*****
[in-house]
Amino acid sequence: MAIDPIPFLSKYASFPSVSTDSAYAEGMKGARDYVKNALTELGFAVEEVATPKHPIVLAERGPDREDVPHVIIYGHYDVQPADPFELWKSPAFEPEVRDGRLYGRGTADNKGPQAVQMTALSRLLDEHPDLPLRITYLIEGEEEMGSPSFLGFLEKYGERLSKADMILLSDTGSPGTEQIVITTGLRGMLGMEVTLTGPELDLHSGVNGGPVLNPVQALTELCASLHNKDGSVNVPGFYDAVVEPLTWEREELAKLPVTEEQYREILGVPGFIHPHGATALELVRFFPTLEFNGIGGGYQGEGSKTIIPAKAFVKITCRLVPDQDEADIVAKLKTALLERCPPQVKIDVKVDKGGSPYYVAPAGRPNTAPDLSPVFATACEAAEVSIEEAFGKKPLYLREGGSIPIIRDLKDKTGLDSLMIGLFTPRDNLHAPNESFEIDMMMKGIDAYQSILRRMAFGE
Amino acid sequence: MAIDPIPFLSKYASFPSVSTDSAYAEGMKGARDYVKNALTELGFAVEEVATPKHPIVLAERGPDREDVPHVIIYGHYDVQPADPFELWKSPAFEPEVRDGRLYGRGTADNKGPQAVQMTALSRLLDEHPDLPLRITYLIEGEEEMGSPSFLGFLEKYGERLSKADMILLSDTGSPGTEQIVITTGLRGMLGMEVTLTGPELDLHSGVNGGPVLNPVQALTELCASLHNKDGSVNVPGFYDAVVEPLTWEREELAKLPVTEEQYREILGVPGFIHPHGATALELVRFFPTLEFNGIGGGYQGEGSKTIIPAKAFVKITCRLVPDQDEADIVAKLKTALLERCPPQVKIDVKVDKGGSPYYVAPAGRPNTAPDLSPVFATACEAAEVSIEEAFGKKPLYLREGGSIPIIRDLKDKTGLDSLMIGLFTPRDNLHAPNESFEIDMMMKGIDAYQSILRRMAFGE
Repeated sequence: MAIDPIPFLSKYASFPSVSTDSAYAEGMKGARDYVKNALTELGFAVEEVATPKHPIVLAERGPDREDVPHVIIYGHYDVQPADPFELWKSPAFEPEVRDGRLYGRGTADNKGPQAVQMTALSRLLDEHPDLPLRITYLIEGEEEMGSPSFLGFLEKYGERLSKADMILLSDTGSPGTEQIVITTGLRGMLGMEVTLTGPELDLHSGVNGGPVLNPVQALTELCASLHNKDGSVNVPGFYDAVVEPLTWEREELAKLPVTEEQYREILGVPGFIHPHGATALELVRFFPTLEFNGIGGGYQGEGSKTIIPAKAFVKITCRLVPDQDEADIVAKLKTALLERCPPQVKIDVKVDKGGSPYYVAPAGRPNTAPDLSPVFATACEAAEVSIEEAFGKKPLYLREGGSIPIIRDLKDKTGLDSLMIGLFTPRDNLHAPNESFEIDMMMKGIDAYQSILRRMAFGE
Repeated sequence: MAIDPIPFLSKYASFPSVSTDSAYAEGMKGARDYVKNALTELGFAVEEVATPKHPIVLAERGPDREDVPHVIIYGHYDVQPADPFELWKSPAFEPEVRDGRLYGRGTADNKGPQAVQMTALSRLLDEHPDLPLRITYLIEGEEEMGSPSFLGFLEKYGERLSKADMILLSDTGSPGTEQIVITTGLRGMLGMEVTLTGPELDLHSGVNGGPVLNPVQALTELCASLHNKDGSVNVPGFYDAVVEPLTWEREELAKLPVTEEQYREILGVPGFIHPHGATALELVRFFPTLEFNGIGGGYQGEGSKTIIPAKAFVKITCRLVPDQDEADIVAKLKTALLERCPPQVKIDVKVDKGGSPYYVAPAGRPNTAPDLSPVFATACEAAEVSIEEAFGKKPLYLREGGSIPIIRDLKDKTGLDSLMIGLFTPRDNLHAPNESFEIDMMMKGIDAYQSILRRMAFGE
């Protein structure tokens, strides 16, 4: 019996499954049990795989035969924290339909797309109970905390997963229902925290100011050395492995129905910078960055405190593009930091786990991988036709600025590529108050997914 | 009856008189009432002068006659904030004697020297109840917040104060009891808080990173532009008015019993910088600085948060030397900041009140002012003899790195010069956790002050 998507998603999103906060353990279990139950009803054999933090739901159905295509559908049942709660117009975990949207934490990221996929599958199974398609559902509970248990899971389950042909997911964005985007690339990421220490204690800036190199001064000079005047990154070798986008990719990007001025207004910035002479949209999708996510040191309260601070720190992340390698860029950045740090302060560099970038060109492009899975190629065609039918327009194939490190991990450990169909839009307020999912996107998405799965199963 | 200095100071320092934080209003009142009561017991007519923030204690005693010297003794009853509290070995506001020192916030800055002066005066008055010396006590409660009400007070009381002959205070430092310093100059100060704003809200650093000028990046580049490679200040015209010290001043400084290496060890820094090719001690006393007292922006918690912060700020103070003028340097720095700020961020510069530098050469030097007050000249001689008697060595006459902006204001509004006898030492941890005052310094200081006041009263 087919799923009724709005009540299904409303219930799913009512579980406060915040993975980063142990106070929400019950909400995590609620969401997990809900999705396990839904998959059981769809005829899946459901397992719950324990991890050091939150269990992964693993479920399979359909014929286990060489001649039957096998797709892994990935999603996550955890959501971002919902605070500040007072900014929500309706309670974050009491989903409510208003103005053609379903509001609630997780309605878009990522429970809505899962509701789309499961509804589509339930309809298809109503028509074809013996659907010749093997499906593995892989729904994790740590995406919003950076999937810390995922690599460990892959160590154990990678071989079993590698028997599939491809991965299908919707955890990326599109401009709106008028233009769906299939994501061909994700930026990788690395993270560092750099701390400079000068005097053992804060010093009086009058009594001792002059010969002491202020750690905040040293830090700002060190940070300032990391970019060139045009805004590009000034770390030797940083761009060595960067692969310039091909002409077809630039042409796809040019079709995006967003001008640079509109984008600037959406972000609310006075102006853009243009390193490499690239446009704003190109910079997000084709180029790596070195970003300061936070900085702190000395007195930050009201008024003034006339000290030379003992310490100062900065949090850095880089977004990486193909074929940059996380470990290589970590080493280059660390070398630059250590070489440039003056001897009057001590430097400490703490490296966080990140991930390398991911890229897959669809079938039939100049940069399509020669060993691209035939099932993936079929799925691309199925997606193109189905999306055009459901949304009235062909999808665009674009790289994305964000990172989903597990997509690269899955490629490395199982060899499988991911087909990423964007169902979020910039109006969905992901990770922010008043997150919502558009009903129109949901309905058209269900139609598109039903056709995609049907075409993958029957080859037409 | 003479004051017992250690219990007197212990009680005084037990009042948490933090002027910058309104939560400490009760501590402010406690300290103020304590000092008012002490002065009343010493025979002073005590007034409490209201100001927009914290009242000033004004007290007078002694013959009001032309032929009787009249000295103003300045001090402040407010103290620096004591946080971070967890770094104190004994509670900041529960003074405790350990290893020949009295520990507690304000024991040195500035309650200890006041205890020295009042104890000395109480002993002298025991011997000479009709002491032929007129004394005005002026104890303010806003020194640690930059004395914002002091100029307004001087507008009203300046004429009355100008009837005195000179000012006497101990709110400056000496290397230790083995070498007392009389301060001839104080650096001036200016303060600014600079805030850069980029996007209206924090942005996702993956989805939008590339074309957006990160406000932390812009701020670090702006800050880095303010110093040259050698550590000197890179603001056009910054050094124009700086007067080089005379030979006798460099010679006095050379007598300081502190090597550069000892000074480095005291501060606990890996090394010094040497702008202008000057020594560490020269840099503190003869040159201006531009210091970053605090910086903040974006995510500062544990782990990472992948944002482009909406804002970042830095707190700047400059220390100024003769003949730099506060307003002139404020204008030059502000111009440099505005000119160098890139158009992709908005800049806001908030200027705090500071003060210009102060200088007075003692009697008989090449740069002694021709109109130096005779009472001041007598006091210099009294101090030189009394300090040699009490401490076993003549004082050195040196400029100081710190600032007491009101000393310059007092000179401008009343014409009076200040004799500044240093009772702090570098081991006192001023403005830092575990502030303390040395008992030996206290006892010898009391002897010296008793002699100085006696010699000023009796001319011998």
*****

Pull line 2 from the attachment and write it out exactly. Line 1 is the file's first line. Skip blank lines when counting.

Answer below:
Amino acid sequence: MAIDPIPFLSKYASFPSVSTDSAYAEGMKGARDYVKNALTELGFAVEEVATPKHPIVLAERGPDREDVPHVIIYGHYDVQPADPFELWKSPAFEPEVRDGRLYGRGTADNKGPQAVQMTALSRLLDEHPDLPLRITYLIEGEEEMGSPSFLGFLEKYGERLSKADMILLSDTGSPGTEQIVITTGLRGMLGMEVTLTGPELDLHSGVNGGPVLNPVQALTELCASLHNKDGSVNVPGFYDAVVEPLTWEREELAKLPVTEEQYREILGVPGFIHPHGATALELVRFFPTLEFNGIGGGYQGEGSKTIIPAKAFVKITCRLVPDQDEADIVAKLKTALLERCPPQVKIDVKVDKGGSPYYVAPAGRPNTAPDLSPVFATACEAAEVSIEEAFGKKPLYLREGGSIPIIRDLKDKTGLDSLMIGLFTPRDNLHAPNESFEIDMMMKGIDAYQSILRRMAFGE